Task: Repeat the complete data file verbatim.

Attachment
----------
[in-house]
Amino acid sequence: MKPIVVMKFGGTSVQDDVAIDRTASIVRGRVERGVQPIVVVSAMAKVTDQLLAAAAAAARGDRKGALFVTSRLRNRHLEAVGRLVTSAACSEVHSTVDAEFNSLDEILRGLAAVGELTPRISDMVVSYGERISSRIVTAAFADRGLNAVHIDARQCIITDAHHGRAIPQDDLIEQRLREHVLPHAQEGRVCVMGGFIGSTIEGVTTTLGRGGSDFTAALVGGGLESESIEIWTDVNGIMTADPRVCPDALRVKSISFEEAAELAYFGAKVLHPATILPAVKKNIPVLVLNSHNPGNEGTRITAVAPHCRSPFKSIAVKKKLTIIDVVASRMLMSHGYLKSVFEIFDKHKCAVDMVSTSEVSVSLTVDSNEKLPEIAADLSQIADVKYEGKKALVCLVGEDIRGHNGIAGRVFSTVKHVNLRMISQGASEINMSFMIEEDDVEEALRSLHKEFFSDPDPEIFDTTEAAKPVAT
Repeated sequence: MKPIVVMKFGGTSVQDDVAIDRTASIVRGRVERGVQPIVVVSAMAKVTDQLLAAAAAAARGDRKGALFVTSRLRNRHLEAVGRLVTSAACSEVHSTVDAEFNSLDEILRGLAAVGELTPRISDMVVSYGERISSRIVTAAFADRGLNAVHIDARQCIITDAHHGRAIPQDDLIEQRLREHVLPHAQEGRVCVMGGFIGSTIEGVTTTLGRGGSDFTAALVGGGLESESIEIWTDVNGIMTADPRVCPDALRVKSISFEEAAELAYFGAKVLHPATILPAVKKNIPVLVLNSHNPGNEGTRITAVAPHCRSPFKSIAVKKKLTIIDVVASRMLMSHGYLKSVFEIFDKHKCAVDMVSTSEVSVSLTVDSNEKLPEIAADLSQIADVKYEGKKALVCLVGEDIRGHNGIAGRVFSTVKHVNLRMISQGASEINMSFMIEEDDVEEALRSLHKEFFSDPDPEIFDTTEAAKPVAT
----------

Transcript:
[in-house]
Amino acid sequence: MKPIVVMKFGGTSVQDDVAIDRTASIVRGRVERGVQPIVVVSAMAKVTDQLLAAAAAAARGDRKGALFVTSRLRNRHLEAVGRLVTSAACSEVHSTVDAEFNSLDEILRGLAAVGELTPRISDMVVSYGERISSRIVTAAFADRGLNAVHIDARQCIITDAHHGRAIPQDDLIEQRLREHVLPHAQEGRVCVMGGFIGSTIEGVTTTLGRGGSDFTAALVGGGLESESIEIWTDVNGIMTADPRVCPDALRVKSISFEEAAELAYFGAKVLHPATILPAVKKNIPVLVLNSHNPGNEGTRITAVAPHCRSPFKSIAVKKKLTIIDVVASRMLMSHGYLKSVFEIFDKHKCAVDMVSTSEVSVSLTVDSNEKLPEIAADLSQIADVKYEGKKALVCLVGEDIRGHNGIAGRVFSTVKHVNLRMISQGASEINMSFMIEEDDVEEALRSLHKEFFSDPDPEIFDTTEAAKPVAT
Repeated sequence: MKPIVVMKFGGTSVQDDVAIDRTASIVRGRVERGVQPIVVVSAMAKVTDQLLAAAAAAARGDRKGALFVTSRLRNRHLEAVGRLVTSAACSEVHSTVDAEFNSLDEILRGLAAVGELTPRISDMVVSYGERISSRIVTAAFADRGLNAVHIDARQCIITDAHHGRAIPQDDLIEQRLREHVLPHAQEGRVCVMGGFIGSTIEGVTTTLGRGGSDFTAALVGGGLESESIEIWTDVNGIMTADPRVCPDALRVKSISFEEAAELAYFGAKVLHPATILPAVKKNIPVLVLNSHNPGNEGTRITAVAPHCRSPFKSIAVKKKLTIIDVVASRMLMSHGYLKSVFEIFDKHKCAVDMVSTSEVSVSLTVDSNEKLPEIAADLSQIADVKYEGKKALVCLVGEDIRGHNGIAGRVFSTVKHVNLRMISQGASEINMSFMIEEDDVEEALRSLHKEFFSDPDPEIFDTTEAAKPVAT